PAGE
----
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War at Sea in the Ironclad Age

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PostPosted: Tue Apr 29, 2008 2:27 pm    Post subject: War at Sea in the Ironclad Age Reply with quote

Hello gentleman – new to this board. Posted this on another site also. Seems to fit well here given the time period - FWIW

I’m on another trip and brought ‘War at Sea in the Ironclad Age’ by Richard Hill. A few things got sticky noted:

The author writes that the only success for the ram as a weapon of war during the Ironclad Age is the Austrian Ferdinand Max against the Italian Re d’Italia at the 1866 battle of Lissa. I guess he forgot about CSS Virginia vs. USS Cumberland or because both ships weren’t Ironclads, it didn’t count.

Also, on page 20 is the following paragraph. “Sea power in its broadest sense included the instruments of commerce as well as those of war. Merchant ships, many of them still propelled principally by sail, multiplied, and trade increased enormously. The stakes of the Western world – above all Britain, which had a merchant fleet four times as large as any other – in this trade were extremely high and the wars that did occur tended to affect it only locally. Again, the deterrent effect of the Royal Navy should not be underestimated; but that is to some extent hindsight. At the time, there was a widespread belief that trade protected itself.”

Question – what does the author mean but the bold, underlined statement?

Finally, the author writes about ships like the HMS Warrior having a lifting screw or prop. It was lifted into the hull via chain but how was it disconnected from the shaft? That part didn’t get explained.

Finished up ‘War at Sea in the Ironclad Age’ by Richard Hill while coming home from Nashville, TN. A couple questions;
1. The author mentions Andrew Gordon’s “Rules of the Game”. If it is the same one I’m looking at on Amazon, lots of good reviews, (Tone – is one of them yours?). But if you want hardback – close to or over $200.00. The paperback around $20.00. Any comments on this book?
2. In the chapter about the US Civil War, the author writes about the quick capitulation of New Orleans “…the impact of this success was felt well beyond the North American continent. France still had considerable interest in Louisiana and had New Orleans held out for any length of time, internal pressure for her to intervene might have been hard to withstand.” It has always been my understanding that any French overt support to the CSA would only be in conjunction with British initiatives. This seems to suggest otherwise. Would France really have come to the aid of New Orleans on her own?
3. In writing about the CSS Alabama, “…Semmes cruised the globe for 2 years, taking (and generally burning) over 40 Union prizes and caused no loss of life.” and “The crews of the captured vessels were taken aboard the Alabama, treated scrupulously well,…” No loss of life? Wow, that is some achievement. Captured crews thought they were treated well? That is in contrast to what some of the crews had to say who got to sample CSS Shenandoah's hospitality. Once again, if correct – good on them.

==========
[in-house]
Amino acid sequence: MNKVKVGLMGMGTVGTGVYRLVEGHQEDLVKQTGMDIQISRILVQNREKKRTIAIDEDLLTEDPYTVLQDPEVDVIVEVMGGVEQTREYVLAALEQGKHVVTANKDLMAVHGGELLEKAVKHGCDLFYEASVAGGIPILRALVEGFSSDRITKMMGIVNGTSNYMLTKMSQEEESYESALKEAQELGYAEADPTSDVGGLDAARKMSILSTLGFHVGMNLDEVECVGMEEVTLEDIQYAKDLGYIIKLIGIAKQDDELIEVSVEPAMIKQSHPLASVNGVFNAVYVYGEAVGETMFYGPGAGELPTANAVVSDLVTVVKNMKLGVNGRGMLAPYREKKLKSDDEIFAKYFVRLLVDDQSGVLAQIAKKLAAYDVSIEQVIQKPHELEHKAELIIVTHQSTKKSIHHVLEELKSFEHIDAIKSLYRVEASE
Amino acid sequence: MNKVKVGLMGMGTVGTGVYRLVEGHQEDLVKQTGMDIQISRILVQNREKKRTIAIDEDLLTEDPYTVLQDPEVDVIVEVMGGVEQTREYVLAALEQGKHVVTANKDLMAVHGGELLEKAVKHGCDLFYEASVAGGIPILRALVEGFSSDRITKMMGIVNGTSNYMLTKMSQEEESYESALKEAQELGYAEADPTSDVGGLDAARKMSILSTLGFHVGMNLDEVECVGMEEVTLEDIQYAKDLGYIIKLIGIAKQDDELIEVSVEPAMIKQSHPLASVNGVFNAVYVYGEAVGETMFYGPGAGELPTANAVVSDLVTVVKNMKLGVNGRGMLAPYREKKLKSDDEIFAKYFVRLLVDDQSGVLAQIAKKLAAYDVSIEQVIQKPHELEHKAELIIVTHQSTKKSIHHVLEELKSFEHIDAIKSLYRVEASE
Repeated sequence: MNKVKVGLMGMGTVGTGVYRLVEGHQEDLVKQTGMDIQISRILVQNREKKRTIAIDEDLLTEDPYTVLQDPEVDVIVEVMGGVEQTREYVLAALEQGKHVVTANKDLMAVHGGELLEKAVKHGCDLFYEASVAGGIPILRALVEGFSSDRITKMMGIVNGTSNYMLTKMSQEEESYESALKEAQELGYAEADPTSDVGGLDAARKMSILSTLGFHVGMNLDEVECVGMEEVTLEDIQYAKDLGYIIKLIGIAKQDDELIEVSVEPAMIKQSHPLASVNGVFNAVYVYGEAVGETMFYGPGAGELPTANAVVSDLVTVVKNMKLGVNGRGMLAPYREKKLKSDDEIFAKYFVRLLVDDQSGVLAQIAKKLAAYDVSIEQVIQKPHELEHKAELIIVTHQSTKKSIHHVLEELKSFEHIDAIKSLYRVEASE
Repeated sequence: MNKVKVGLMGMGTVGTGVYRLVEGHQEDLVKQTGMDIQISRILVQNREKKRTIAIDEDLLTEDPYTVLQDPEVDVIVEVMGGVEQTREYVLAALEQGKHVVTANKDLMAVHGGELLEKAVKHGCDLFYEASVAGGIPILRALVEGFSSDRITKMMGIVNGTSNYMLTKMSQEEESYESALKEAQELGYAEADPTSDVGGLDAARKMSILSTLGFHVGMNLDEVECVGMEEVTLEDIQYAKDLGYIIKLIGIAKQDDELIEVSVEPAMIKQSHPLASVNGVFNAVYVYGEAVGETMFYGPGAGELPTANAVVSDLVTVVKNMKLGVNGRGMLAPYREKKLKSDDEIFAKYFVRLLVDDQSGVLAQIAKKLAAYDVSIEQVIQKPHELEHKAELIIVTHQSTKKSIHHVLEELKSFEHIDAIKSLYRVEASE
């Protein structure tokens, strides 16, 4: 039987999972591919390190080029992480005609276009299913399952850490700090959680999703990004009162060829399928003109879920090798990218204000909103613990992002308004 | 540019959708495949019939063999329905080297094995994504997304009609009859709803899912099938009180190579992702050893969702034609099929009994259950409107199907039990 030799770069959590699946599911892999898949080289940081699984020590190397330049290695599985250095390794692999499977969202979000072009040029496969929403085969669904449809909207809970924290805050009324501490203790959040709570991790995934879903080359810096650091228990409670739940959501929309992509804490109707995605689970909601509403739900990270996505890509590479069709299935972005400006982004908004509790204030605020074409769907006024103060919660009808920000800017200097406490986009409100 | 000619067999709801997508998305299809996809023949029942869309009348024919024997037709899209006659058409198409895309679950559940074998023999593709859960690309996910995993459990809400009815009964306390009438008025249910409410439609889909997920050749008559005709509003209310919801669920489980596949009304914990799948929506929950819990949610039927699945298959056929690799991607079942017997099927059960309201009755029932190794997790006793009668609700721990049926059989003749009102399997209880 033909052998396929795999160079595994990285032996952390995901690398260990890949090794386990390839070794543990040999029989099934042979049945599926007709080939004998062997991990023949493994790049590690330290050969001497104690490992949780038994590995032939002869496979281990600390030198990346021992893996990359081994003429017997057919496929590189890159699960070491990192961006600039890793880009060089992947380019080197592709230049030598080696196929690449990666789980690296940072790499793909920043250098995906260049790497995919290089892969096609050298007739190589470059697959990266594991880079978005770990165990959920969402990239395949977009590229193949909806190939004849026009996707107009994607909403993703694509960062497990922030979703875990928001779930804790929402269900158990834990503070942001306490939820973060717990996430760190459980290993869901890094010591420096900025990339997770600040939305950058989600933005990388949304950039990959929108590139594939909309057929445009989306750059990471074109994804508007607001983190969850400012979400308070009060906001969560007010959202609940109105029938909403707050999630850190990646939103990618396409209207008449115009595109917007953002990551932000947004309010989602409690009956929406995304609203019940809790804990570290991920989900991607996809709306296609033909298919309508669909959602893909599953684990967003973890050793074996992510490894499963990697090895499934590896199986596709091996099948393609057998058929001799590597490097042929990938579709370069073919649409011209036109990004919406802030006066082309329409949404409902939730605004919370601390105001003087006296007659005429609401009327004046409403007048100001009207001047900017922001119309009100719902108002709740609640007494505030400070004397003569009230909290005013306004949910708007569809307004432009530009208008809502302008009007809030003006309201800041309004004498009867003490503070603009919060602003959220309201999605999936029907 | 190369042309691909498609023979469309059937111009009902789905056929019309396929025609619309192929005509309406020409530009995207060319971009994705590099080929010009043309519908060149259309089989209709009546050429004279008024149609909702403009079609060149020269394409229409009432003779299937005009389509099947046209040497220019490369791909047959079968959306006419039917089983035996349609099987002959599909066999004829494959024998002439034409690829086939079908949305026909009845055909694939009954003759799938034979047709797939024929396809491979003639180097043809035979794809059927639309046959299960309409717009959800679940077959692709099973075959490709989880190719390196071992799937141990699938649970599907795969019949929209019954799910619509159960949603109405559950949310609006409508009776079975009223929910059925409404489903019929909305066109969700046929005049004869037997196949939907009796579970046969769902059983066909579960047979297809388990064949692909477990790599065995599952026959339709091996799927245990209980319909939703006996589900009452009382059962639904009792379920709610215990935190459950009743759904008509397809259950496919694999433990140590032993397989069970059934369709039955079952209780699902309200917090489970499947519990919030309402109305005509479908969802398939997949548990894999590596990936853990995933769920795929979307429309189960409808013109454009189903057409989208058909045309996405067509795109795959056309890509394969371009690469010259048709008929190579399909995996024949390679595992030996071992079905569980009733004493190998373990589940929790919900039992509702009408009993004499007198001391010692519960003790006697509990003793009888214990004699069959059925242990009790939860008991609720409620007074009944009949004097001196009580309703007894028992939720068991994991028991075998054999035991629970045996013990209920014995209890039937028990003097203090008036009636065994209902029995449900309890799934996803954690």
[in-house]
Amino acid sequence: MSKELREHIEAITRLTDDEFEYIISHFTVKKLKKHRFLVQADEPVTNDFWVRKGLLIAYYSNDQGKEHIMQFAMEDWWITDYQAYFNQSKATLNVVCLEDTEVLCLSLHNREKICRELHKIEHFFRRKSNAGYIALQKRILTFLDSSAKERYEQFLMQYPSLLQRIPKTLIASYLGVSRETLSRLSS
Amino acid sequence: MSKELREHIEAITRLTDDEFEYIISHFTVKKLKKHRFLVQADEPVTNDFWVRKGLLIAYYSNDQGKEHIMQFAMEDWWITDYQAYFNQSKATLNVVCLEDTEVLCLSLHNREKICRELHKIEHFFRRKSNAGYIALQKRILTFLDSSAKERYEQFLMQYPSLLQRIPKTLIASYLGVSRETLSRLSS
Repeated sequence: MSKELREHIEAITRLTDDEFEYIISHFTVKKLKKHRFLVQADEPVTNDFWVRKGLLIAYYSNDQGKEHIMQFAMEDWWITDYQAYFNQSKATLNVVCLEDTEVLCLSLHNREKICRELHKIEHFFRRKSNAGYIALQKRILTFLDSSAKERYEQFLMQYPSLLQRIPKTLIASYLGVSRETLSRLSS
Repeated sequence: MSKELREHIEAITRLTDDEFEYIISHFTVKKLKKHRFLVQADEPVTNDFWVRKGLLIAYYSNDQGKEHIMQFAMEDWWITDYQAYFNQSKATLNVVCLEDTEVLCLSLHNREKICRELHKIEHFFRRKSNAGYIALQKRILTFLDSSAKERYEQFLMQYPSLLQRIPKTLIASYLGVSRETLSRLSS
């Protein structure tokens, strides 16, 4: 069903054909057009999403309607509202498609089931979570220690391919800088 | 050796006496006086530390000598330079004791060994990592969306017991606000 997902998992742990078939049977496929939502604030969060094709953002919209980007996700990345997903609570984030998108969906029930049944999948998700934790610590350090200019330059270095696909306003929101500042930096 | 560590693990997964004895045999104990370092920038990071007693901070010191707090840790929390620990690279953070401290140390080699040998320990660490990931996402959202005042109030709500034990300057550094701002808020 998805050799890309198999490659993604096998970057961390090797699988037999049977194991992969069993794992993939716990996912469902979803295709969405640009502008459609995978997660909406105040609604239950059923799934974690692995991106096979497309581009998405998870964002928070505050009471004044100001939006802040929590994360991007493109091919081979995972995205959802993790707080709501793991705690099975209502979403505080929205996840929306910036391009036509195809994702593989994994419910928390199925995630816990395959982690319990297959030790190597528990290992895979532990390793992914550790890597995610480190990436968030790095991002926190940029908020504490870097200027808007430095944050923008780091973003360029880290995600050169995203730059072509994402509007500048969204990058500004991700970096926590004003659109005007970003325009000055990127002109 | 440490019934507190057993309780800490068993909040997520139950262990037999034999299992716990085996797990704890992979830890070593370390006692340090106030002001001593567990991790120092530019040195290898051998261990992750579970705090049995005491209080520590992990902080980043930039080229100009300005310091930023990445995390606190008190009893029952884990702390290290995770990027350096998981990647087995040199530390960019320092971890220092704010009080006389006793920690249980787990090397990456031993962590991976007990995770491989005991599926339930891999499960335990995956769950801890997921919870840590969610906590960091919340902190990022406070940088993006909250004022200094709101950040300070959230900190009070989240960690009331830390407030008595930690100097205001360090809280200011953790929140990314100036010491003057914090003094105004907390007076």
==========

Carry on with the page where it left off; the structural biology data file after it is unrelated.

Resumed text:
4. In the section dealing with the ‘Sino-Japanese War 1894 – 1895’ - “During subsequent operations against the transports the Kowshing, a British steamer on charter to the Chinese and carrying over a thousand Chinese troops, was sunk after repeated warnings by the cruiser Naniwa…No protest was made by Britain, since the flag was not judged to cover such operations on behalf of a belligerent.” And we almost went to war over the ‘Trent Affair’? Was the difference that Trent was a Royal Mail Steamer and this was just a transport under the charter of a foreign nation? Or wasn’t Britain really interested in getting in the middle of this fight…or some of both?
5. In the section on the Spanish – American War, about the Battle of Manila Bay, “Threatened intervention by German forces, pursuing a policy of expansion in the Pacific spurred on by their previous purchase of some other Spanish possessions, came to nothing partly because of British deterrence, …” What exactly was the ‘British deterrence’? The book doesn’t explain.
6. In the section on the ‘Russo – Japanese War 1904-1905’, the author states that had Vitgeft’s fleet made in to Vladivostok, “…could have been a real menace to Japanese communications.” but of Tsushima, “…that even if the Russian Squadron won through to Vladivostok, it would have been no more than a nuisance in the strategic situation that then existed, unless it had scored a resounding victory against the Japanese main fleet on the way. That was a most unlikely eventuality, given the morale and material condition of the Russian ships.” If Rodzhestvensky’s Squadron had made it to Vladivostok without running into the Japanese, did the facilities at Vlad have the capability to restore the ships to a more combat worthy condition and become a threat to the Japanese? Or was the author’s point that by that time frame – it wouldn’t have mattered any which way.

I liked the book – a good overview of the time period and primer to get one interested to do more research.
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PostPosted: Tue Apr 29, 2008 3:39 pm    Post subject: Reply with quote

Yes, I provide a glowing review of Gordon's book. Go for paperback. Harley and some others have serious issues with Gordon's book, but I think his failings (the ones drawing the most complaint) are in areas far off his main thesis where he is just citing the conclusions of other authors.

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PostPosted: Thu May 01, 2008 9:40 pm    Post subject: Reply with quote

Copy sir – thank you!
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